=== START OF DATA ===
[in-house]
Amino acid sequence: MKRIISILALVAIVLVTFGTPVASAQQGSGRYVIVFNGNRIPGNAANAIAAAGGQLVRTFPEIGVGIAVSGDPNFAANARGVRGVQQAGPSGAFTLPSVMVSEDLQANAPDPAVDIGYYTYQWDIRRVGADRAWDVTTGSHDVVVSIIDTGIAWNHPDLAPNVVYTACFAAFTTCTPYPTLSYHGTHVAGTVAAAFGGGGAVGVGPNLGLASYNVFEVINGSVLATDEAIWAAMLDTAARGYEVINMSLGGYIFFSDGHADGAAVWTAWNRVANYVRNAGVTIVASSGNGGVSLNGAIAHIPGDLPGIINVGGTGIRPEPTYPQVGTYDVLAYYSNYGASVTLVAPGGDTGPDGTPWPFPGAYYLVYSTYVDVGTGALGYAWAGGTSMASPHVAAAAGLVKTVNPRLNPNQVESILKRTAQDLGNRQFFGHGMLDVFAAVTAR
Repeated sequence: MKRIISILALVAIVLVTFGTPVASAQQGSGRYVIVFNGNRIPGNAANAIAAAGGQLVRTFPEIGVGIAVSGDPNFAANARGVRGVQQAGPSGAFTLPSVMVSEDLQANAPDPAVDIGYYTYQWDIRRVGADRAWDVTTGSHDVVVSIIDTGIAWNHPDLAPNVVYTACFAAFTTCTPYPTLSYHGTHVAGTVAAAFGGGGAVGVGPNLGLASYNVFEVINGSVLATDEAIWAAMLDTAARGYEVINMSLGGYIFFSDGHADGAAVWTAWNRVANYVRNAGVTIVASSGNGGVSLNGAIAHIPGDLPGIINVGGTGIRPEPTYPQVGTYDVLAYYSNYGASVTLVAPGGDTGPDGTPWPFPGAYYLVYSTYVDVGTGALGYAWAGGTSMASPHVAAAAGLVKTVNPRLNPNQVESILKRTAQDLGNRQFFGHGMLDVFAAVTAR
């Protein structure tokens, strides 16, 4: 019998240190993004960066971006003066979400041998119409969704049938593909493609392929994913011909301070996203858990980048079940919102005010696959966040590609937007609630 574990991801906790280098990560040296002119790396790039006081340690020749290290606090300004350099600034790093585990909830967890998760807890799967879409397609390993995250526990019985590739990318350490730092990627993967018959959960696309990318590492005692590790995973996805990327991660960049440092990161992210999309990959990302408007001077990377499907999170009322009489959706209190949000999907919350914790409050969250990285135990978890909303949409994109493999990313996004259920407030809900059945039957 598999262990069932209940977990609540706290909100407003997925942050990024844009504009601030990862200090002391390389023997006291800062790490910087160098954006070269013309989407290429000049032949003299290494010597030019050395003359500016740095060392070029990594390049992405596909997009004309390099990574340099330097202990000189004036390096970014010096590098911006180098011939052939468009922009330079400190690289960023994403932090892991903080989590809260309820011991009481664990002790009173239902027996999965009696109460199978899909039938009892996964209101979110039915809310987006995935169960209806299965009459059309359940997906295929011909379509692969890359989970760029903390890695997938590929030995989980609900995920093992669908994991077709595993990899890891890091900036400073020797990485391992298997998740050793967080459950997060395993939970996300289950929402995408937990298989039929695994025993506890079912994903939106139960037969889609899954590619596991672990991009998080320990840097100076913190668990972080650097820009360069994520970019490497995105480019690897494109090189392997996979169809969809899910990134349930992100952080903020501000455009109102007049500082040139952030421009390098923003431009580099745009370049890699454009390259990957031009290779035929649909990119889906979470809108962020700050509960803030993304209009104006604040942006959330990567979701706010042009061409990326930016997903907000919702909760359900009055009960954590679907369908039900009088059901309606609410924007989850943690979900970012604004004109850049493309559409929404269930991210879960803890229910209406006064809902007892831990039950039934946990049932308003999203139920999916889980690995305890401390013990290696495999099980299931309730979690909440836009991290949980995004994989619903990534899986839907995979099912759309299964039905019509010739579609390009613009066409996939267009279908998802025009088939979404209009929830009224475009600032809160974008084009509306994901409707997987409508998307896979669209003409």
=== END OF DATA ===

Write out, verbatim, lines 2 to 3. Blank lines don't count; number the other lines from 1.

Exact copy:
Amino acid sequence: MKRIISILALVAIVLVTFGTPVASAQQGSGRYVIVFNGNRIPGNAANAIAAAGGQLVRTFPEIGVGIAVSGDPNFAANARGVRGVQQAGPSGAFTLPSVMVSEDLQANAPDPAVDIGYYTYQWDIRRVGADRAWDVTTGSHDVVVSIIDTGIAWNHPDLAPNVVYTACFAAFTTCTPYPTLSYHGTHVAGTVAAAFGGGGAVGVGPNLGLASYNVFEVINGSVLATDEAIWAAMLDTAARGYEVINMSLGGYIFFSDGHADGAAVWTAWNRVANYVRNAGVTIVASSGNGGVSLNGAIAHIPGDLPGIINVGGTGIRPEPTYPQVGTYDVLAYYSNYGASVTLVAPGGDTGPDGTPWPFPGAYYLVYSTYVDVGTGALGYAWAGGTSMASPHVAAAAGLVKTVNPRLNPNQVESILKRTAQDLGNRQFFGHGMLDVFAAVTAR
Repeated sequence: MKRIISILALVAIVLVTFGTPVASAQQGSGRYVIVFNGNRIPGNAANAIAAAGGQLVRTFPEIGVGIAVSGDPNFAANARGVRGVQQAGPSGAFTLPSVMVSEDLQANAPDPAVDIGYYTYQWDIRRVGADRAWDVTTGSHDVVVSIIDTGIAWNHPDLAPNVVYTACFAAFTTCTPYPTLSYHGTHVAGTVAAAFGGGGAVGVGPNLGLASYNVFEVINGSVLATDEAIWAAMLDTAARGYEVINMSLGGYIFFSDGHADGAAVWTAWNRVANYVRNAGVTIVASSGNGGVSLNGAIAHIPGDLPGIINVGGTGIRPEPTYPQVGTYDVLAYYSNYGASVTLVAPGGDTGPDGTPWPFPGAYYLVYSTYVDVGTGALGYAWAGGTSMASPHVAAAAGLVKTVNPRLNPNQVESILKRTAQDLGNRQFFGHGMLDVFAAVTAR